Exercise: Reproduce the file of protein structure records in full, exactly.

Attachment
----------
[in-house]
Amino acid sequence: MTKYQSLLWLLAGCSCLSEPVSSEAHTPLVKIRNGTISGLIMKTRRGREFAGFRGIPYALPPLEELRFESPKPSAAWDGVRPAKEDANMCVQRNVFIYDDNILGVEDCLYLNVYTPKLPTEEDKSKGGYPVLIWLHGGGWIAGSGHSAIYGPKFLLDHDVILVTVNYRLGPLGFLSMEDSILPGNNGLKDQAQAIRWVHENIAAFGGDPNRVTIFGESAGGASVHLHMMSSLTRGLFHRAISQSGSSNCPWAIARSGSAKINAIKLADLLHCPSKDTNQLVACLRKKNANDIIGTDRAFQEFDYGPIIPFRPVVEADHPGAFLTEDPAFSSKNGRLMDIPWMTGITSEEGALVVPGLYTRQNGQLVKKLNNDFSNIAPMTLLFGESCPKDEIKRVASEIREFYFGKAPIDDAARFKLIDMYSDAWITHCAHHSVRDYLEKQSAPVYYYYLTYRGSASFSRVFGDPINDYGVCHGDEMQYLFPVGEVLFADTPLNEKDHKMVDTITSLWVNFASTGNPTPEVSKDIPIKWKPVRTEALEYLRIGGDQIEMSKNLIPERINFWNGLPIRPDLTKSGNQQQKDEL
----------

[in-house]
Amino acid sequence: MTKYQSLLWLLAGCSCLSEPVSSEAHTPLVKIRNGTISGLIMKTRRGREFAGFRGIPYALPPLEELRFESPKPSAAWDGVRPAKEDANMCVQRNVFIYDDNILGVEDCLYLNVYTPKLPTEEDKSKGGYPVLIWLHGGGWIAGSGHSAIYGPKFLLDHDVILVTVNYRLGPLGFLSMEDSILPGNNGLKDQAQAIRWVHENIAAFGGDPNRVTIFGESAGGASVHLHMMSSLTRGLFHRAISQSGSSNCPWAIARSGSAKINAIKLADLLHCPSKDTNQLVACLRKKNANDIIGTDRAFQEFDYGPIIPFRPVVEADHPGAFLTEDPAFSSKNGRLMDIPWMTGITSEEGALVVPGLYTRQNGQLVKKLNNDFSNIAPMTLLFGESCPKDEIKRVASEIREFYFGKAPIDDAARFKLIDMYSDAWITHCAHHSVRDYLEKQSAPVYYYYLTYRGSASFSRVFGDPINDYGVCHGDEMQYLFPVGEVLFADTPLNEKDHKMVDTITSLWVNFASTGNPTPEVSKDIPIKWKPVRTEALEYLRIGGDQIEMSKNLIPERINFWNGLPIRPDLTKSGNQQQKDEL